Bon Appétit: French Script Napkin Tutorial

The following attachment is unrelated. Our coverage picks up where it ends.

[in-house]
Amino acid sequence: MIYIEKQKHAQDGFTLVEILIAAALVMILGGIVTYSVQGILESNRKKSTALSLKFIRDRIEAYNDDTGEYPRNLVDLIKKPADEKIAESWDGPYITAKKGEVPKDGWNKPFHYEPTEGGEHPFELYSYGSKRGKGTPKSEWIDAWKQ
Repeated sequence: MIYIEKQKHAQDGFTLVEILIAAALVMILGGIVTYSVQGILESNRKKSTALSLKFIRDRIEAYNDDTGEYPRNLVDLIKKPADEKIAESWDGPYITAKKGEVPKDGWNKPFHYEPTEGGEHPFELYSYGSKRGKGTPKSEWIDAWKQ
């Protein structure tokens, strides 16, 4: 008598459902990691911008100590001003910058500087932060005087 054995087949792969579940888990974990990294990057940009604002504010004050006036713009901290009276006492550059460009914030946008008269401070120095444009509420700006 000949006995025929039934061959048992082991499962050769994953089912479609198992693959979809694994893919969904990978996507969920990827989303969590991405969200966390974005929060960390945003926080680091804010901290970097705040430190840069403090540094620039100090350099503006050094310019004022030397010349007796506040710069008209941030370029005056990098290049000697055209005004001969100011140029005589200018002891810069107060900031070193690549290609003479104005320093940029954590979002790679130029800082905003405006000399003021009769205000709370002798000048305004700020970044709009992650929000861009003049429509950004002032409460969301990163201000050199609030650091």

My favorite job as a child was setting the table for a holiday meal.  It was an opportunity to go into my mom’s linen closet and pick out the pretty things reserved for special occasions.  I can actually still remember the smells of the table cloths, napkins, pillow cases, and sheets mingled with candles and other decor items tucked carefully away.  In 17 years of marriage, I have only once hosted Thanksgiving, as cooking isn’t my strong suit and so fortunately our tradition is to share a beautiful meal around a splendidly adorned table prepared by my mother-in-law.  So I find myself making an occasion out of none to prepare a simpler meal, with a lovely place setting, and invite a family over to bless with a spirit of welcome hospitality that says, “You are appreciated, loved, and valuable enough for extraordinary effort and attention to detail.”  It is one of the ways I express love.  The pitfall, is sometimes I set up a standard or expectation for myself that is too high, and because I see an event so over the top in my imagination (think David Tutara’s  $50,000+ “My Fair Wedding” type events) and want to go all Martha Stewart on it, I don’t invite people over as often as I would if I had a less ambitious imagination. In my mind, once I have the table scape designed, I am motivated to create the meal to showcase the table setting.  I realize that this is exactly opposite of all my gourmet cooking friends for whom the food is the focal point, and therefore, I truly appreciate any opportunity to dine at their homes where I don’t have to think about what to cook, but can just marvel at the artistry of their flavorful combinations. Regardless of our motivations, Thanksgiving is a time to celebrate the countless things we have to be grateful for.  Gratitude inspires the fabric design of this french script, which is translated from the scripture found in Psalm 95:2-3: “Let us come to him with thanksgiving. Let us sing psalms of praise to him. For the Lord is a great God, a great King above all gods.”